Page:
The federal Recovery Strategy for the Woodland Caribou (Rangifer tarandus caribou), Boreal Population in Canada, identifies coordinated actions to reclaim woodland caribou habitat as a key step to meeting current and future caribou population objectives. Actions include restoring industrial landscape features such as roads, seismic lines, pipelines, cut-lines, and cleared areas in an effort to reduce landscape fragmentation and the changes in caribou population dynamics associated with changing predator-prey dynamics in highly fragmented landscapes. Reliance on habitat restoration as a recovery action within the federal Recovery Strategy is high, identifying 65% undisturbed habitat in a caribou range as the threshold to providing a 60% chance that a local population will be self-sustaining. In alignment with the federal Recovery Strategy, Alberta’s Provincial Woodland Caribou Policy identifies habitat restoration as a critical component of long-term caribou habitat management.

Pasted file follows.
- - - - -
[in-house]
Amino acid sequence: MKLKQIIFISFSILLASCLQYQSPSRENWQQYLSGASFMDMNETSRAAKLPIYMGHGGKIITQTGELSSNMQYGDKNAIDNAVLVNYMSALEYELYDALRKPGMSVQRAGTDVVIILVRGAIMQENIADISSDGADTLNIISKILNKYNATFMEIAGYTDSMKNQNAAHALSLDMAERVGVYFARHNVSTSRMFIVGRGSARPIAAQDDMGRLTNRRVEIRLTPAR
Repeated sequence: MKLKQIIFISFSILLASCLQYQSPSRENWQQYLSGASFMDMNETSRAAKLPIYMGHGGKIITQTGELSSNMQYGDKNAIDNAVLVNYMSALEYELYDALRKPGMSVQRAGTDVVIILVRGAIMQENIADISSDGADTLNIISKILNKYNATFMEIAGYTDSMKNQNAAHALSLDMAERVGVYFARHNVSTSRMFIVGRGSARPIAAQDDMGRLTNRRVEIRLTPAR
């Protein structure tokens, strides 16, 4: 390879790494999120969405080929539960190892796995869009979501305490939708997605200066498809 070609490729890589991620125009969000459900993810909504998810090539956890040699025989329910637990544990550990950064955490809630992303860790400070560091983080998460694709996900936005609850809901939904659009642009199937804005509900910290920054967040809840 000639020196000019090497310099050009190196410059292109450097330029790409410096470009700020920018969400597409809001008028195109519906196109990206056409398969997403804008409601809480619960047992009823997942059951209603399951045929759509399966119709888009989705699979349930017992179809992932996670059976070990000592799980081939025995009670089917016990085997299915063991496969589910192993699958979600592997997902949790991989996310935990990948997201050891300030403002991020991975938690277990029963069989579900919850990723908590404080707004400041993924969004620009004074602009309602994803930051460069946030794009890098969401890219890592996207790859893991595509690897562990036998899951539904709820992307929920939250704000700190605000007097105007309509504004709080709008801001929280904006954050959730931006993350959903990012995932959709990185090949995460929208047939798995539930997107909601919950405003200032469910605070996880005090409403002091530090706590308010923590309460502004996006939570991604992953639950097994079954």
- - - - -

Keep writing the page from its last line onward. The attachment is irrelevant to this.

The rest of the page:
Habitat restoration initiatives of Alberta’s historical industrial footprint within caribou ranges began in 2001 and have largely focused on linear corridors, including pipelines. Initiatives include revegetation treatments, access control programs and studies, and restricting the growth of plant species that are favourable to moose and deer, the primary prey for wolves. Habitat restoration for pipelines also includes pre-construction planning to reduce disturbance and create line-of-sight breaks, and construction techniques that promote natural vegetation recovery. Lessons learned from habitat restoration programs implemented on pipeline projects in northeastern Alberta will be shared as an opportunity to improve common understanding of restoration techniques, the barriers to implementation, and potential outcomes.